Work schedules do not always provide the flexibility employees desire to accomplish family responsibilities, especially in top leadership positions where one is expected to be constantly available. Inadequate parental leave policies and inadequate support for women returning from maternity leave also create a barrier to career advancement.
Addressing Gender Disparities in Business Leadership
Now that we understand the benefits of developing and promoting female leaders and the barriers to women’s advancement, let’s consider some solutions. Executive management can make a meaningful difference in addressing gender parity in leadership—and thereby improve the effectiveness and profitability of the entire organization.
The task for organizations today that want to succeed in harnessing the leadership capabilities of women is to create a “healthy pipeline” of diverse candidates for leadership positions. If there are few women available for promotion, then few women will be promoted to the top tiers of management, so we must start further upstream.
Winn and Turley suggest three main areas of focus for executives that will help grow opportunities for women at all levels of the leadership pipeline.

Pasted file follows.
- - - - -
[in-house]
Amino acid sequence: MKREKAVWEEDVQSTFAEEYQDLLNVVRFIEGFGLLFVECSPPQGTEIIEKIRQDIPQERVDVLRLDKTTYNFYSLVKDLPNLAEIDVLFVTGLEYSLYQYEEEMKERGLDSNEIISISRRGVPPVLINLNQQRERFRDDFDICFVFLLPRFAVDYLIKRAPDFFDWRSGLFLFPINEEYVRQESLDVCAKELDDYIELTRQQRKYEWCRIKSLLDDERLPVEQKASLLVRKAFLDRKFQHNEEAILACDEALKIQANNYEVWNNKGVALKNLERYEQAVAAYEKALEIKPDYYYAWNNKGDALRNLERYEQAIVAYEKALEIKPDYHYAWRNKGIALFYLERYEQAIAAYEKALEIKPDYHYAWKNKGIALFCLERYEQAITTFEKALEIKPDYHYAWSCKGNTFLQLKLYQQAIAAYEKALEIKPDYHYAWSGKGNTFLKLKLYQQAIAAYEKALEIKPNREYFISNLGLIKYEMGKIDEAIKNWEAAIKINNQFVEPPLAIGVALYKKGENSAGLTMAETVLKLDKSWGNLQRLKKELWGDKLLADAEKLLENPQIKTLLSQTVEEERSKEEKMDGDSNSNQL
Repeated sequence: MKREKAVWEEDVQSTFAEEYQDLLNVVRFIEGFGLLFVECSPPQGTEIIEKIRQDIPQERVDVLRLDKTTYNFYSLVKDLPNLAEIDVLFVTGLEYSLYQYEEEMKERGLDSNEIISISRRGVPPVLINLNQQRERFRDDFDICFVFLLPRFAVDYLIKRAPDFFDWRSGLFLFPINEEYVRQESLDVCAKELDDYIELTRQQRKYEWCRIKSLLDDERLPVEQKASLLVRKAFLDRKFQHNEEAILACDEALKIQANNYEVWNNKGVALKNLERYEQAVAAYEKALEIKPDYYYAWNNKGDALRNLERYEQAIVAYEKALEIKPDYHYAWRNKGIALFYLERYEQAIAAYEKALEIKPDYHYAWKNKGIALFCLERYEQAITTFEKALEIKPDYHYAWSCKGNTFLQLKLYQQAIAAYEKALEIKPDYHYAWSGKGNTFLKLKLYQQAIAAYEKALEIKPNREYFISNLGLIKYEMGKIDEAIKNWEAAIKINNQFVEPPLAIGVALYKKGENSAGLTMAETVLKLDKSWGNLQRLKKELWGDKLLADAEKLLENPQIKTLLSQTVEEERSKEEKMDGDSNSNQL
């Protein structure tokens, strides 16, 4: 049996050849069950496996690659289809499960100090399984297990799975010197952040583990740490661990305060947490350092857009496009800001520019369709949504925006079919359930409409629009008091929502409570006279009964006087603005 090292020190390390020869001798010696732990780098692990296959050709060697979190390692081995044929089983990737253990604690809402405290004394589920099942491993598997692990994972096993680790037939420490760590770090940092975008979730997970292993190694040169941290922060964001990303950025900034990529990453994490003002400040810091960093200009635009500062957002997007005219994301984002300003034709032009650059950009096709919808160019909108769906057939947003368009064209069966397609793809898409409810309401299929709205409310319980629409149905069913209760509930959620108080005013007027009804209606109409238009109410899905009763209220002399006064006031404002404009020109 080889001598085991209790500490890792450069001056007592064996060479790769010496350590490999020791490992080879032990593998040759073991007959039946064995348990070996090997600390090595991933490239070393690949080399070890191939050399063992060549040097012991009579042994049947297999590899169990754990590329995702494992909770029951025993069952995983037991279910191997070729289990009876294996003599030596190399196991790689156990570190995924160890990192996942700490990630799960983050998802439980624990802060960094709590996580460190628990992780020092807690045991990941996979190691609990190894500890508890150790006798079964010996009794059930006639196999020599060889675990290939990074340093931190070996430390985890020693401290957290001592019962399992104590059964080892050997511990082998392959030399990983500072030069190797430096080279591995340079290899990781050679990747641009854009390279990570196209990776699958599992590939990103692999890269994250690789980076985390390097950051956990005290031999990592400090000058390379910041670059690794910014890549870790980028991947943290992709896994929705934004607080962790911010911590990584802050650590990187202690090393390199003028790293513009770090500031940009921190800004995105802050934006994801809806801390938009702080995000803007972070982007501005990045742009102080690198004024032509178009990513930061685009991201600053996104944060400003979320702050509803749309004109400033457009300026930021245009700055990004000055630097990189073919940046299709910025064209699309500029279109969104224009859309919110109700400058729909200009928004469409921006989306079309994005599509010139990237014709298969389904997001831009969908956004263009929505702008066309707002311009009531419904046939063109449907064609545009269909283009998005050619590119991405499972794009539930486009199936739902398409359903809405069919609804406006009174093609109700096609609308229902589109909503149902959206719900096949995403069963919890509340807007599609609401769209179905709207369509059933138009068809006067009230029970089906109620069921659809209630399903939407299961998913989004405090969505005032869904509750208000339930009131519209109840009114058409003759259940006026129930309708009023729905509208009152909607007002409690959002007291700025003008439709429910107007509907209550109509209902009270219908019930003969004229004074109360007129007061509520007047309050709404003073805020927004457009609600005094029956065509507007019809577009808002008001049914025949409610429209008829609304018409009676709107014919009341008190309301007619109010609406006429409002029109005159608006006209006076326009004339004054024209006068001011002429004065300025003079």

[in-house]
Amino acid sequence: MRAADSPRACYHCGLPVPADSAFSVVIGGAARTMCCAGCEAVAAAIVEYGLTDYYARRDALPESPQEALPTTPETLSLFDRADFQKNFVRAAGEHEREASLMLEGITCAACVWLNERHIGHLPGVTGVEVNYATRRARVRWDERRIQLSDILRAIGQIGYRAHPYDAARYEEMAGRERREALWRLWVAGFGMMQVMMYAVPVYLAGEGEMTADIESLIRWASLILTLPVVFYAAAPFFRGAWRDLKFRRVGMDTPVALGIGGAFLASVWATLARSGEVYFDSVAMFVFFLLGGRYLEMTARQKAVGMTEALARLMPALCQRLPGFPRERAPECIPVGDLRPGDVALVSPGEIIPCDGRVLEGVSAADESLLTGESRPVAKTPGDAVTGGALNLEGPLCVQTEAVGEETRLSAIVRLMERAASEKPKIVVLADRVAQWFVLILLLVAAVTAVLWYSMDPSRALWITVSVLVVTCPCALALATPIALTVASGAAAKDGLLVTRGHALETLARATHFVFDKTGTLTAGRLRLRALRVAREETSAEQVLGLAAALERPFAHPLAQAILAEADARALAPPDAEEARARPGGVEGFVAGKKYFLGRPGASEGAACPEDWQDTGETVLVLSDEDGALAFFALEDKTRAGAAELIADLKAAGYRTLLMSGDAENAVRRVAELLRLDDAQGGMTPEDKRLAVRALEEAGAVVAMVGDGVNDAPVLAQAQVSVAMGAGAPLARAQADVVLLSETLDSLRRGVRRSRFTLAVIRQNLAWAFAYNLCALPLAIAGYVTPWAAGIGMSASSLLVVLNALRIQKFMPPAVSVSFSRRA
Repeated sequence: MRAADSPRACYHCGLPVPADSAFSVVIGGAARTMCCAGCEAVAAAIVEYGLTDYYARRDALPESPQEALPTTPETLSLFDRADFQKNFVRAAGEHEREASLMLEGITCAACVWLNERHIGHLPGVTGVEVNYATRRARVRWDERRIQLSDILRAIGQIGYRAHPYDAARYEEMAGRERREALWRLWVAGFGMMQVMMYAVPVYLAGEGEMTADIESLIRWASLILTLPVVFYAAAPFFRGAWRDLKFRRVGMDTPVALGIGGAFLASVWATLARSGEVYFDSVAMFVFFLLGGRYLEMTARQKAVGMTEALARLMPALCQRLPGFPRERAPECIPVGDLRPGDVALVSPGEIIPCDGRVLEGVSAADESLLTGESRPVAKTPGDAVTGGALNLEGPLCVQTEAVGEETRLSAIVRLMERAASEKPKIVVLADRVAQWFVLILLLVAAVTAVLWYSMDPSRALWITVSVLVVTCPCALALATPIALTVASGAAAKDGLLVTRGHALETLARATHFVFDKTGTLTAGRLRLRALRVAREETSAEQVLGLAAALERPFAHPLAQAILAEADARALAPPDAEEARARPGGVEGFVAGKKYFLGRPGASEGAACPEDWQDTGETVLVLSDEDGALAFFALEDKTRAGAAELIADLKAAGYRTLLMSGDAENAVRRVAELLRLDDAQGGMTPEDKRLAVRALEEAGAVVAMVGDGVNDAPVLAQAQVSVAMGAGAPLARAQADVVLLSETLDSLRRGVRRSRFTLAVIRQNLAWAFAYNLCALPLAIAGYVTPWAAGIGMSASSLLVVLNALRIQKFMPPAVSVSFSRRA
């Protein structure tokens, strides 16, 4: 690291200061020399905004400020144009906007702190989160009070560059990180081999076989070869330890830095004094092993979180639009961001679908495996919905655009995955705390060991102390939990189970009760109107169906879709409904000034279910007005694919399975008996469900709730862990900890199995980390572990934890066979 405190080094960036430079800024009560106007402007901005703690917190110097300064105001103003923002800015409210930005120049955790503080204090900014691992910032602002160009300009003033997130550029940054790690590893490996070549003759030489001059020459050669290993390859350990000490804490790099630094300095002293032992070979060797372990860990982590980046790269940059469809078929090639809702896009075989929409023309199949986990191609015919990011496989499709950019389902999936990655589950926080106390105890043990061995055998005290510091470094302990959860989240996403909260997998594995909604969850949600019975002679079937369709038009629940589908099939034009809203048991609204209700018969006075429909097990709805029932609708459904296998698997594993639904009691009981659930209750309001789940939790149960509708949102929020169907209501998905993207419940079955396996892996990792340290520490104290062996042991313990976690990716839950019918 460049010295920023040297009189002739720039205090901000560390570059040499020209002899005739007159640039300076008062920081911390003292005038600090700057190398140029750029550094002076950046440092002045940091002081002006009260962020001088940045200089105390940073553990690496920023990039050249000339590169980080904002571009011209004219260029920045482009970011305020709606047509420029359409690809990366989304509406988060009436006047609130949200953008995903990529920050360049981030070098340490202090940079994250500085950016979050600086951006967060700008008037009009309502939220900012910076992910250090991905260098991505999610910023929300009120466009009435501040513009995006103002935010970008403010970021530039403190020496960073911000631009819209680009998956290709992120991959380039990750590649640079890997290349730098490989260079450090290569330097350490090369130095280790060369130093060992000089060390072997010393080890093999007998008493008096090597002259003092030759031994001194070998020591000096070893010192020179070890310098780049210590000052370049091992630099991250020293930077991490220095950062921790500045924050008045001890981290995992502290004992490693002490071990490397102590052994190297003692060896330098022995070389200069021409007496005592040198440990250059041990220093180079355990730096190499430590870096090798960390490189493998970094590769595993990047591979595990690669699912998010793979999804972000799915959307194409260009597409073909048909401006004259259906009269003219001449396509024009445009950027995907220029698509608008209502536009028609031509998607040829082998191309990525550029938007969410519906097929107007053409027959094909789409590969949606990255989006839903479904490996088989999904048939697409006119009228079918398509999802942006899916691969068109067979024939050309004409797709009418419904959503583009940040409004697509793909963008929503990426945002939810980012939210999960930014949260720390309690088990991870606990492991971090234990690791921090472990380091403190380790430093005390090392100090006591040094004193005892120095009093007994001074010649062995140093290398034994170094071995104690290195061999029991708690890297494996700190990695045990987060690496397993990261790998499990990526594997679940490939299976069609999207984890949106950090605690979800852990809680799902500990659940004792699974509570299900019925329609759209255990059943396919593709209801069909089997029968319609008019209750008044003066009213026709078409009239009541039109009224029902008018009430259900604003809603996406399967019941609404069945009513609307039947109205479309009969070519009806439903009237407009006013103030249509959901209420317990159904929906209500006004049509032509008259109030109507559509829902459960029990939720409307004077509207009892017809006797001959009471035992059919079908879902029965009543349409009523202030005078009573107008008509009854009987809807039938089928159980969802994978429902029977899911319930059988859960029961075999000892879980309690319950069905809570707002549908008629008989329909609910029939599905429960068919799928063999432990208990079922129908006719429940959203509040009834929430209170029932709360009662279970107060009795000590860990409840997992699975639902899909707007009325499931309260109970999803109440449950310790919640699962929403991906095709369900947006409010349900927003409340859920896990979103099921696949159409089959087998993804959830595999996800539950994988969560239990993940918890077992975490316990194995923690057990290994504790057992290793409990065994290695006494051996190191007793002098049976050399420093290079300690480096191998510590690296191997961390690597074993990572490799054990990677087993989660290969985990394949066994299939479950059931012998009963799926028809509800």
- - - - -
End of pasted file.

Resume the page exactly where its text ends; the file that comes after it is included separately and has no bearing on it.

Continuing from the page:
Recognize Biases and Blind Spots
It’s important for current decision makers to understand their own bias and gather information about their potential blind spots. Bias can influence not only individual decisions about hiring and promotion but also larger patterns and policies. For that reason, organizations should investigate hiring practices, advancement criteria, and decision-making processes. Avoid stereotyping or discriminating against employees due to gender or family status.
Further, management can seek to create a culture of inclusion by encouraging all team members to share their perspectives. Take action by using their input to inform decision-making. Gather feedback and listen with the intent to understand.
Proactively Invest in Women Throughout Their Careers
At the entry level, Winn and Turley suggest to executives to “work intentionally, creatively, relentlessly, and non-traditionally to fill your hiring pool with qualified women.” This may include reviewing current hiring practices and sources for bias, implementing internship and sponsorship programs, or strategizing ways to recruit from a more gender-diverse pool of qualified applicants.
At the mid level—and, really, at any level—an organization can determine ways to invest in women’s growth and development as leaders. Winn and Turley highlight the importance of proactively giving women opportunities to work on challenging assignments early in their careers. Other strategies include providing constructive feedback, offering leadership training, and implementing mentoring or coaching programs.